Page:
The FCC has drafted a Notification of Inquiry (NOI) examining the state of media journalism in America. Why? No harm can come from this, right? Let us read a little further:
A major issue the report details is the possibility of “behavioral rules” for broadcasters, according to the official. Behavioral rules might include guidelines that broadcasts serve the public interest.
Bringing back Cold War-era guidelines mandating that broadcasters do “non-entertainment” programming is another idea being examined, according to the official.
Doh! Now that most radio stations have fired their news departments, the government wants news. Frankly, I think it is a dumb idea. The hands of time can’t be turned back so there is no use trying.
There are radio stations out there that provide good local and national news, most NPR stations for example. There are also a few commercial stations still doing it. Those that can make money on it will and that is the way it should be.
I listen to the local NPR station’s (WAMC) program called “The Media Project.” It is an interesting show where a Television news anchor, a local newspaper editor and the radio station president talk about media issues. Often, it turns into a lament about how the internet news sources are cutting into their own audience because the internet is “free.” The news paper editor in particular often feels that he is shouldering the burden (by paying the reporter’s salaries) of gathering the news and the free loading internet people who write blogs, like this one, merely leach off of the newspaper’s hard work. And he has a point.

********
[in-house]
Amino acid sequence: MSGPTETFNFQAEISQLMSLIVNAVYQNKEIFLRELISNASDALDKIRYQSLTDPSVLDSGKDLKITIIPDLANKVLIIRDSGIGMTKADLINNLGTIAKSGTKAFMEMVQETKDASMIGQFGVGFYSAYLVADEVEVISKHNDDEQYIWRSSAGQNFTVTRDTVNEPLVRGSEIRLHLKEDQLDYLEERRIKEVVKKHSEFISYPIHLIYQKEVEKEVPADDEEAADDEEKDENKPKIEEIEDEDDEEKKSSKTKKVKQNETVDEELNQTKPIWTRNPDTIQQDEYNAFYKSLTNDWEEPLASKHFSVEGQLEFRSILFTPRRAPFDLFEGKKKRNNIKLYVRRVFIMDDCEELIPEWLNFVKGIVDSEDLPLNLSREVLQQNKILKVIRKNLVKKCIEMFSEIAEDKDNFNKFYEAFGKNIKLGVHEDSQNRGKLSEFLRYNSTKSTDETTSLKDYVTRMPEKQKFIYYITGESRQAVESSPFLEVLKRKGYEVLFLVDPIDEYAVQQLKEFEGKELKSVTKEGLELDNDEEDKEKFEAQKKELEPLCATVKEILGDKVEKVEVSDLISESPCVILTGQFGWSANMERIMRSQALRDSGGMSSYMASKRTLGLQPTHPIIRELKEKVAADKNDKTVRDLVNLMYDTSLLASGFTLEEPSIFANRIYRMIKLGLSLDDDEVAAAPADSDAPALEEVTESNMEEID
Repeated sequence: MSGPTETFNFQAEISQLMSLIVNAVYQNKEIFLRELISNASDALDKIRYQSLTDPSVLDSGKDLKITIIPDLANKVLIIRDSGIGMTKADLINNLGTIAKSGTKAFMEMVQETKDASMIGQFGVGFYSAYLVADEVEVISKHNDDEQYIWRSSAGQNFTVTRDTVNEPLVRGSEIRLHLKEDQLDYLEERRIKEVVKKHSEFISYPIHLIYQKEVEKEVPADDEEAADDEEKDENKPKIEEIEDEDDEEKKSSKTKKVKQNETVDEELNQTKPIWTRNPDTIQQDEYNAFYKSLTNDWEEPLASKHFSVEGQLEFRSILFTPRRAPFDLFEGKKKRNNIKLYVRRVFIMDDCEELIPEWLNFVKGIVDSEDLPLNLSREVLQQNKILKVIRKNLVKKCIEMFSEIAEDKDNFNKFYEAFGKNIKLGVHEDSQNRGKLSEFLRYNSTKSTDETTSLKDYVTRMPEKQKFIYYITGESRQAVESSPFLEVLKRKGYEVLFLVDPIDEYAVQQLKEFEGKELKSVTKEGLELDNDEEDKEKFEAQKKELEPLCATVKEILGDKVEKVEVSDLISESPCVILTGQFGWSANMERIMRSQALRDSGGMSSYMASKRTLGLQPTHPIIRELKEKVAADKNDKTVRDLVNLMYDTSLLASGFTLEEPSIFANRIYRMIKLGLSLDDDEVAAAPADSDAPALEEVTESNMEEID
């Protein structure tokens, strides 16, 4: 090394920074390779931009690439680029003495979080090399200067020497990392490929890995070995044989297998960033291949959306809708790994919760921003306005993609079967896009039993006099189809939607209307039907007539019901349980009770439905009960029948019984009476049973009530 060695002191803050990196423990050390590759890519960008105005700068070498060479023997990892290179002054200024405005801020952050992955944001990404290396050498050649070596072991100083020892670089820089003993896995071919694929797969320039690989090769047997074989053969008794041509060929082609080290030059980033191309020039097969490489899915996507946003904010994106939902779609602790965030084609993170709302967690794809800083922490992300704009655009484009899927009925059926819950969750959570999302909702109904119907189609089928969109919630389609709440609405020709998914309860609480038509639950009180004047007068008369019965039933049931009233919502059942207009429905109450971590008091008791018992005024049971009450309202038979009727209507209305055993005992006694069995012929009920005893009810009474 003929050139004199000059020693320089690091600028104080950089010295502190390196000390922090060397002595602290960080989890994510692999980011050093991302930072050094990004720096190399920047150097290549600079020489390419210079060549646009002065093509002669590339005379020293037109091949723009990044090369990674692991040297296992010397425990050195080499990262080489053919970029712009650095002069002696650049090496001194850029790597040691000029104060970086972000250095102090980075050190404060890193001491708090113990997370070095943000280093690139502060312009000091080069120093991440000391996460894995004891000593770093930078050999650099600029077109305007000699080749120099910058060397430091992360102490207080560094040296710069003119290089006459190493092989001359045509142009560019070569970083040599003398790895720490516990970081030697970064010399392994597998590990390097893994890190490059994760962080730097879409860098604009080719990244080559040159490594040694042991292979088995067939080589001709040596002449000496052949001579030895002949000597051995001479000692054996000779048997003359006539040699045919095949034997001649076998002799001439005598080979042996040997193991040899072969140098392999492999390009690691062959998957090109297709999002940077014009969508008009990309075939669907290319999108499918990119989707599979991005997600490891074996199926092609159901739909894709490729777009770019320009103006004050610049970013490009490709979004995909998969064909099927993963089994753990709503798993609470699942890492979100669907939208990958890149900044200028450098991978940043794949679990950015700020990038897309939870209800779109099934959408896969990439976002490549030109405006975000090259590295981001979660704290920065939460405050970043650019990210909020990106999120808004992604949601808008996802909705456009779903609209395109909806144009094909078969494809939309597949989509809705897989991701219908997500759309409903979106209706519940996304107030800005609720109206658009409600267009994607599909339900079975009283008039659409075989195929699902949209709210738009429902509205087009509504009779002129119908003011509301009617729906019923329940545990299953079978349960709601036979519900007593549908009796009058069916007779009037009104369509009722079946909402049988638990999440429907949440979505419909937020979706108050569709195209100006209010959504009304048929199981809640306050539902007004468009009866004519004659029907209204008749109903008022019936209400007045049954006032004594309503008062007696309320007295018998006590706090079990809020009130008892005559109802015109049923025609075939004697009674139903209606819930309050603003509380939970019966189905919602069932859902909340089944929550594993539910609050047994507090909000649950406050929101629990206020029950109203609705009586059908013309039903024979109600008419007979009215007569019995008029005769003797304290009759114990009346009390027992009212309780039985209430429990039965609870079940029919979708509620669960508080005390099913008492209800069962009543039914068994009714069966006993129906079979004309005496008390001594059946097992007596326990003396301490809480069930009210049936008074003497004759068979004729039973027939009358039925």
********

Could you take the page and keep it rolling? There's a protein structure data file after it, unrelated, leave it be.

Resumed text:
So charge for it. I’d pay a $3-5 per month fee to have full on line access to a good local paper. I think many other people would too. When they started giving away their content is when they got into trouble and that is their own fault. This would be a good formula:
- Media outlets (newspapers, TV stations, Radio stations, Cable companies, etc) get together come up with a policy for online content.
- A good example would be, limited free access to national stories and front page items and advertisements. Charge a nominal subscription fee for locally generated content and full access. Charge a higher fee for content without advertising (except classifieds).
- Create a website that is laid out like a newspaper. Keep all the sections the same and make it very easy to navigate around in.
Some newspapers, like the New York Times, are already doing things like this. The reality is that online media is here to stay. Those legacy media outlets that want to survive are going to have to figure out a way to compete and make money online.